Here’s how can tech founders can prepare for M&A
Jonathan Simnett, a director at Hampleton Partners, explains how tech entrepreneurs can prepare for M&A.
In today’s economic climate, mergers and acquisitions (M&A) activity is an integral part of the normal business cycle.
For technology businesses, it’s not only integral but essential as tech marches to its own globalised, highly competitive tune driven by unprecedented rates of fragmentation, consolidation and high expectations of growth.
Failure can come quickly in such a disruptive environment. Larger or fast-growing companies, which may have not existed a few years ago, have limited ability to innovate from internal resources. They often need to acquire to ensure they are not left behind in the race for technological change.
M&A is the new R&D
It’s generally not appreciated that tech giants like Amazon, Microsoft and Google have been built mostly on the technology innovations of others.
Tech M&A activity peaks when disruption accelerates. Disruption may occur when new or high-growth markets emerge, when new players enter from other markets or as a result of regulation – or often a combination of these as we are seeing in the current electric and self-driving vehicle goldrush.
Current financial conditions are driving tech M&A, too. Interest rates are low, share prices high, and tech companies are generating mountains of cash. Hampleton believes that the amount currently available for acquisition in technology company’s war chests is around $1.6bn.
Top of mind from the outset
That’s a lot of money looking for a good home. I say good because, even in a time of such abundance, acquiring firms and investment funds remains tricky as both strategic and financial buyers are competing for the best deals.
With this in mind, regardless of why the founded their company, tech entrepreneurs must ensure M&A strategy remains at the top of their mind from the outset – either as an acquirer or the acquired. M&A is now simply ‘business as usual’ in any growth strategy.
By this, though, I don’t mean that entrepreneurs should hold on to romantic fantasies of being acquired by a West Coast behemoth for an improbable sum a few months after inception. These sensational deals form the tiniest proportion of M&A activity – most M&A goes unnoticed – and usually involve companies from the close technological, financial and academic community of Silicon Valley. In fact, the majority of European tech firms will be acquired by a company from the same geography.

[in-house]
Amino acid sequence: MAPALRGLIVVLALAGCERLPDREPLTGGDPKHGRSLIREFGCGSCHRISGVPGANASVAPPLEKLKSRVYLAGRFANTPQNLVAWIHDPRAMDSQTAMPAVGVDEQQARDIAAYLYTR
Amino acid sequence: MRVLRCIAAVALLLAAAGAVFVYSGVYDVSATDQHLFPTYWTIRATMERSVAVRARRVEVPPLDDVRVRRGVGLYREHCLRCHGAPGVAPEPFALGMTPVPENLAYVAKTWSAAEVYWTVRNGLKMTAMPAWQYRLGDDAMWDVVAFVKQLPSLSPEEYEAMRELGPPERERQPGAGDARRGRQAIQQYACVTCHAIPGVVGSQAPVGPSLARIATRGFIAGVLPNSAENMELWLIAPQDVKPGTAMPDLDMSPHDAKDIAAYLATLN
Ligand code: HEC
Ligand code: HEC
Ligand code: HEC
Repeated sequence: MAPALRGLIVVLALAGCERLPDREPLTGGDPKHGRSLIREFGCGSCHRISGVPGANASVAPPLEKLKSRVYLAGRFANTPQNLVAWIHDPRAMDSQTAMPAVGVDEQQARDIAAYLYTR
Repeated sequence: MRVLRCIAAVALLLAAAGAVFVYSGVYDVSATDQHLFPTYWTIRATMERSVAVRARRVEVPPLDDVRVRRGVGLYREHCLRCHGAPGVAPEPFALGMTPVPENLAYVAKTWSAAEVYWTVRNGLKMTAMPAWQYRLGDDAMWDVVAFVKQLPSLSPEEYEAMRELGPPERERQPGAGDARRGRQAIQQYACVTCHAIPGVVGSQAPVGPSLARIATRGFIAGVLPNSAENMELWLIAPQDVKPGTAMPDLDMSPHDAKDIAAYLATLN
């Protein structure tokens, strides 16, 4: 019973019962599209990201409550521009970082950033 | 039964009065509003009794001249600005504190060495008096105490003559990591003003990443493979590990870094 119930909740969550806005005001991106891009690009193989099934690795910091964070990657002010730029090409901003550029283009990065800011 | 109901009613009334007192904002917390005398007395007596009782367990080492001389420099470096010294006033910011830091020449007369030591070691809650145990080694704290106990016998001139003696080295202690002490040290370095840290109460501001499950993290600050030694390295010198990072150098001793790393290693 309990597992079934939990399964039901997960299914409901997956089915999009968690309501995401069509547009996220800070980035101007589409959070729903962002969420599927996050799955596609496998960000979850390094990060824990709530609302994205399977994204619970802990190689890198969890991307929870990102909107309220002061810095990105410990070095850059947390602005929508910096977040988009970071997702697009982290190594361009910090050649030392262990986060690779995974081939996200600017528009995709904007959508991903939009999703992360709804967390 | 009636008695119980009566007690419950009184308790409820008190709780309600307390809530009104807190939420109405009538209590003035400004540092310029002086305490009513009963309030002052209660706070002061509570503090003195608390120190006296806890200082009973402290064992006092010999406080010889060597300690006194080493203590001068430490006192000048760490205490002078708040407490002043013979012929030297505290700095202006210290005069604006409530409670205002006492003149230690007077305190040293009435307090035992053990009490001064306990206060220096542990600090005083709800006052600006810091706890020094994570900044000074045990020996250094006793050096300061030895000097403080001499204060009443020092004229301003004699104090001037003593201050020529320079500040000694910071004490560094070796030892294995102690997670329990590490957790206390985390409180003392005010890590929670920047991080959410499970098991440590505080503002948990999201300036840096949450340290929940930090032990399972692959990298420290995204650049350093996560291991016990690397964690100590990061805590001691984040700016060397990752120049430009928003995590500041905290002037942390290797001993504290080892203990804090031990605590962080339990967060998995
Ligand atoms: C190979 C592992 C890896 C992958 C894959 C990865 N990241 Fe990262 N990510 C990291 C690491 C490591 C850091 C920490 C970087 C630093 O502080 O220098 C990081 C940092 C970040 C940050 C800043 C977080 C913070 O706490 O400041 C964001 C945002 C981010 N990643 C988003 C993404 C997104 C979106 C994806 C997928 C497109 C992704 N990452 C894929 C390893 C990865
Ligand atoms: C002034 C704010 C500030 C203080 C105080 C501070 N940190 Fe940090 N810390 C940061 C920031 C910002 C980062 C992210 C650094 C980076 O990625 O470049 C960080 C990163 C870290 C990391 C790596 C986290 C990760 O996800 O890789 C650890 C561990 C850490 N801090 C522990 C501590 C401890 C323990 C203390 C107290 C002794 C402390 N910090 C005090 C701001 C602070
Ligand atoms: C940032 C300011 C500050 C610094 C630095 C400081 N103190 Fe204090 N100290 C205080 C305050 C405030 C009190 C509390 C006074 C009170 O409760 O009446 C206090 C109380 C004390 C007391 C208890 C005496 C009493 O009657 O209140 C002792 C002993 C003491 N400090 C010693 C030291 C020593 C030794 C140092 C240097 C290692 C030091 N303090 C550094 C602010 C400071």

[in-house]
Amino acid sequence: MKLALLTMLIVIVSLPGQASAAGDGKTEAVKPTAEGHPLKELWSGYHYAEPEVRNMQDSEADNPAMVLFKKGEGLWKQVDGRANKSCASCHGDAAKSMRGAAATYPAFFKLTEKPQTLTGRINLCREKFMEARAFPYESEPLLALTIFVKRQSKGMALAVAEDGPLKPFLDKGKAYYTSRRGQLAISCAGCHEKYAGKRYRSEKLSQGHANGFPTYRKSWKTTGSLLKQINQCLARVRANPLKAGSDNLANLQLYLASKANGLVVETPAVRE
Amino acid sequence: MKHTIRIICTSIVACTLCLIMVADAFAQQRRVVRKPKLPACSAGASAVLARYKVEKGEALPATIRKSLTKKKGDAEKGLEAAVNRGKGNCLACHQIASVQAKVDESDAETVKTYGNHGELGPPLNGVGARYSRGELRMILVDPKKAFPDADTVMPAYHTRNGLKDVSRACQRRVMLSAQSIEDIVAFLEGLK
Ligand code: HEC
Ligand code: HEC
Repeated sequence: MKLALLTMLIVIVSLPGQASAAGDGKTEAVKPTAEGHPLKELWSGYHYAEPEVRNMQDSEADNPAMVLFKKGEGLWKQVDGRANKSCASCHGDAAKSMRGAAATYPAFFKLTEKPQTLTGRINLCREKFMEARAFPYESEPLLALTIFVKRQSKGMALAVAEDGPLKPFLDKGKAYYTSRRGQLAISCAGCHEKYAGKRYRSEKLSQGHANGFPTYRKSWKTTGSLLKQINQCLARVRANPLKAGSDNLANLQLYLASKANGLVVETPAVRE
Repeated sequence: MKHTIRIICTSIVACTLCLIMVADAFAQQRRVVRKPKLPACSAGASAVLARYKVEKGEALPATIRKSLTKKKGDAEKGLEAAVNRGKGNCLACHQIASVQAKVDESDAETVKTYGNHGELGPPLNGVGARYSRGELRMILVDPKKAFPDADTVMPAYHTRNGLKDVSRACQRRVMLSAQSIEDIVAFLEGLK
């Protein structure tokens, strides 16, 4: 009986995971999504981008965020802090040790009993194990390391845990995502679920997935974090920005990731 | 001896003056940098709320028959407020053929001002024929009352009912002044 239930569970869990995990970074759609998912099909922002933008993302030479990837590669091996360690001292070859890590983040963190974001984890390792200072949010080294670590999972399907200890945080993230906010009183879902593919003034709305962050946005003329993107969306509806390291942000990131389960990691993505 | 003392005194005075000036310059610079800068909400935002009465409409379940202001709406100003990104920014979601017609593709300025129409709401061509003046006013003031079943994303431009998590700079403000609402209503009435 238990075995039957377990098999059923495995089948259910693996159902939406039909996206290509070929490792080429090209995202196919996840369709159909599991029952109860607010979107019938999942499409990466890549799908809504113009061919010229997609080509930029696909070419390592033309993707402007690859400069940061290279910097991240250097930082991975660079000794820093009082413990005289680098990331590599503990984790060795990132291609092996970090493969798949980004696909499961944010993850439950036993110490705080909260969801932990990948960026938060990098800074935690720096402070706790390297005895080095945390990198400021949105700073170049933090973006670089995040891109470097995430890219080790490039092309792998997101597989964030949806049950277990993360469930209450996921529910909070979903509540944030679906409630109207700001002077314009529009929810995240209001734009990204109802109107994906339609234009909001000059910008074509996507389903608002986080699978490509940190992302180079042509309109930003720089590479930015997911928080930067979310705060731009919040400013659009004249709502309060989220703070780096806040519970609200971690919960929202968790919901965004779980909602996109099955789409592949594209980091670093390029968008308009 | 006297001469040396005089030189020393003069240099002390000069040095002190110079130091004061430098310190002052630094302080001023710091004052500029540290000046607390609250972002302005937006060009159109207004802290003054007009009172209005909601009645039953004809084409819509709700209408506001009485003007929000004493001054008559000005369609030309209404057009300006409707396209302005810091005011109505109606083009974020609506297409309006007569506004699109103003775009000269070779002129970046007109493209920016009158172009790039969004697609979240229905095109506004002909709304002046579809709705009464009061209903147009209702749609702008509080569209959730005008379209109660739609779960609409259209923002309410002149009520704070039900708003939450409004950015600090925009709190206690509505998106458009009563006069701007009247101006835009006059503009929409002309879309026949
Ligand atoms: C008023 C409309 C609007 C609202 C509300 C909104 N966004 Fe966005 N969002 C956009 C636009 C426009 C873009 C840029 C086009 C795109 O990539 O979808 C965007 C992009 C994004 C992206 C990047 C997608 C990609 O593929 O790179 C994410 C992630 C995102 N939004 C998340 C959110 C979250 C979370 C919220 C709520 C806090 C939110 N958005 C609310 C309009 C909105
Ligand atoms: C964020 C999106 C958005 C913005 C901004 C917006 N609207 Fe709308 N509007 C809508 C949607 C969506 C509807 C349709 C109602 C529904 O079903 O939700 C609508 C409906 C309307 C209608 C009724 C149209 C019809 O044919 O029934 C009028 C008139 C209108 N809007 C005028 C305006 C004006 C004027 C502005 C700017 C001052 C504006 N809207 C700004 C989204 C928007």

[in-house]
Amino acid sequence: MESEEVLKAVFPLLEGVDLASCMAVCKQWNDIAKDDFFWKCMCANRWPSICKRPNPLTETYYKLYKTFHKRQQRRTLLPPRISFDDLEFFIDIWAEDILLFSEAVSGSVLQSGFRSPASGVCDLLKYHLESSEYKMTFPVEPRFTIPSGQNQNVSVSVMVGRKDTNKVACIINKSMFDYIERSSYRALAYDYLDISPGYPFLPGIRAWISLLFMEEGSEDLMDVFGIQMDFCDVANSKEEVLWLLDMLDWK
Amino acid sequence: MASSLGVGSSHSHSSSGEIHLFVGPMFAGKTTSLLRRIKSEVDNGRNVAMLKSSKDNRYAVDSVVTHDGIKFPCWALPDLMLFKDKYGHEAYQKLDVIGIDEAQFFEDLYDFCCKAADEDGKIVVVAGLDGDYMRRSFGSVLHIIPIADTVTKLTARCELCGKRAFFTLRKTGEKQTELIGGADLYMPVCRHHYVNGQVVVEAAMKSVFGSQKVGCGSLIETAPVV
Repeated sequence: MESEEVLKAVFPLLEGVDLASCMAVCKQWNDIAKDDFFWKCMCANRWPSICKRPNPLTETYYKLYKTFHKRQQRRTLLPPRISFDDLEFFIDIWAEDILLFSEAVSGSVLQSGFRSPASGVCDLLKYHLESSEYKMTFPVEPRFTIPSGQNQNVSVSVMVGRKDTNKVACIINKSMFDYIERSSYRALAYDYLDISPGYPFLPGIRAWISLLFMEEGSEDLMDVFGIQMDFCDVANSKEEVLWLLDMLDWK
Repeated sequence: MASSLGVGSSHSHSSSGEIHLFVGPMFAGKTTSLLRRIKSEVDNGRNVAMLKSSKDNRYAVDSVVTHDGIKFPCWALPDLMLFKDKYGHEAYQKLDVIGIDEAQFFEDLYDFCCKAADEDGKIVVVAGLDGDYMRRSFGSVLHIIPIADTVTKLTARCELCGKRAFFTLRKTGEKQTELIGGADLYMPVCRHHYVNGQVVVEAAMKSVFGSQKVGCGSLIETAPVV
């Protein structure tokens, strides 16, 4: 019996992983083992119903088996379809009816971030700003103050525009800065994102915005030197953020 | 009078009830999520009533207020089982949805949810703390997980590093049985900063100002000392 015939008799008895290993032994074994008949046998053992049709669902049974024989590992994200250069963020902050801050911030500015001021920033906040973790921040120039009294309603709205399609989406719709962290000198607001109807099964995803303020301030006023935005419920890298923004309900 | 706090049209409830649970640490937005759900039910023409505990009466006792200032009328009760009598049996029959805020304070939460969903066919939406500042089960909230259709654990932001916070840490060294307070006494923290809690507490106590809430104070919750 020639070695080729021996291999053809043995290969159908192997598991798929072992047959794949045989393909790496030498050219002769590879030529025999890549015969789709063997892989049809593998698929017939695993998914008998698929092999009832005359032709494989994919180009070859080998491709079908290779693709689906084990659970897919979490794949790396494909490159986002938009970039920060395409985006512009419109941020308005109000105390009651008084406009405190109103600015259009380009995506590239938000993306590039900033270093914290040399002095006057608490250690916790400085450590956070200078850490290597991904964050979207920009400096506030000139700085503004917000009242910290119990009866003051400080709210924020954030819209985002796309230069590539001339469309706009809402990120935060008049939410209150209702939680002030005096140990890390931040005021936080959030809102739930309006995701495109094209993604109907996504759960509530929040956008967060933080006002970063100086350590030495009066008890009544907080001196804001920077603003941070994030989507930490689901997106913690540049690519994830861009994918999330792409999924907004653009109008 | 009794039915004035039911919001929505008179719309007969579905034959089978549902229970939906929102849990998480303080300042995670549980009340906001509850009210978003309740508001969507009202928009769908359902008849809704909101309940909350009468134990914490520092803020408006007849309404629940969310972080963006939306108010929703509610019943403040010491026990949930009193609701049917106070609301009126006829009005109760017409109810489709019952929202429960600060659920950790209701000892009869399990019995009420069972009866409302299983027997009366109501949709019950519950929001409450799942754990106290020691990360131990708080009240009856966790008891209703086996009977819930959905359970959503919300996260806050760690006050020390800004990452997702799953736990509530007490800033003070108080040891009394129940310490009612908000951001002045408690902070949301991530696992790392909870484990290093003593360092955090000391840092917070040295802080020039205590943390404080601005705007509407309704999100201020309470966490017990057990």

Reducing potential risk
Successful tech M&A is about reducing potential risk for both the acquirer and the acquired.
With this in mind, it is crucial for founders to understand how their company may integrate into a selection of target acquirers and vice versa.
Acquirers want to see steady, predicable revenue, EBITDA growth, a blue-chip client list or a hyper-growing top line based on cutting-edge technology that offers revenue development opportunity for their firm or investment.
Another element of risk reduction is the presence of a solid, loyal management team behind the founders or majority shareholders, preferably each with a shareholding. Avoid giving out many small parcels of shares, though, as that just creates difficulty down the line.
The assessment of risk comes into sharp focus in the due diligence process where hundreds of documents may be given up for examination in a ‘data room’.
Start like you mean to go on
Make sure that you are ready form the outset. Record and minute every board meeting, file every contract, every employment agreement, shareholding structure, ownership details, tax payments and liabilities.
Ensure that you enforce your trading terms from the beginning so there is no evidence of poor payment records and as little bad debt as possible.
If you can build a business with recurring revenues, contracted months in advance, that’s great. But, failing that, create long-term customer contracts or ‘sticky’ consumers.
Don’t underestimate the importance of marketing in building a valuable, recognisable brand – no matter whether you are in a B2B or B2C segment.
Timing and focus is paramount
But, as in all things, timing is paramount. Our research shows that enterprise value to sales multiples paid for technology businesses decline very sharply during the first six years of their life.
The amount you may realise for your firm will of course depend on ratios. So, while you might be increasing turnover and EBITDA over time, the multiple applied is likely to be falling – you could be in danger of spending years building up a firm for it only to be worth the same as it was when it was a much smaller entity.
Overall, getting everything above right from the beginning will be vital when you inevitably enter the M&A process. Particularly if, over the many months that the process will take, you are able to ensure the efficient day-to-day running of your company and meet your budget projections.
If you fall short of your numbers during the process, you could, after years of effort, bring the whole process to an abrupt end.
For more advice on how you can prepare for M&A, watch this video.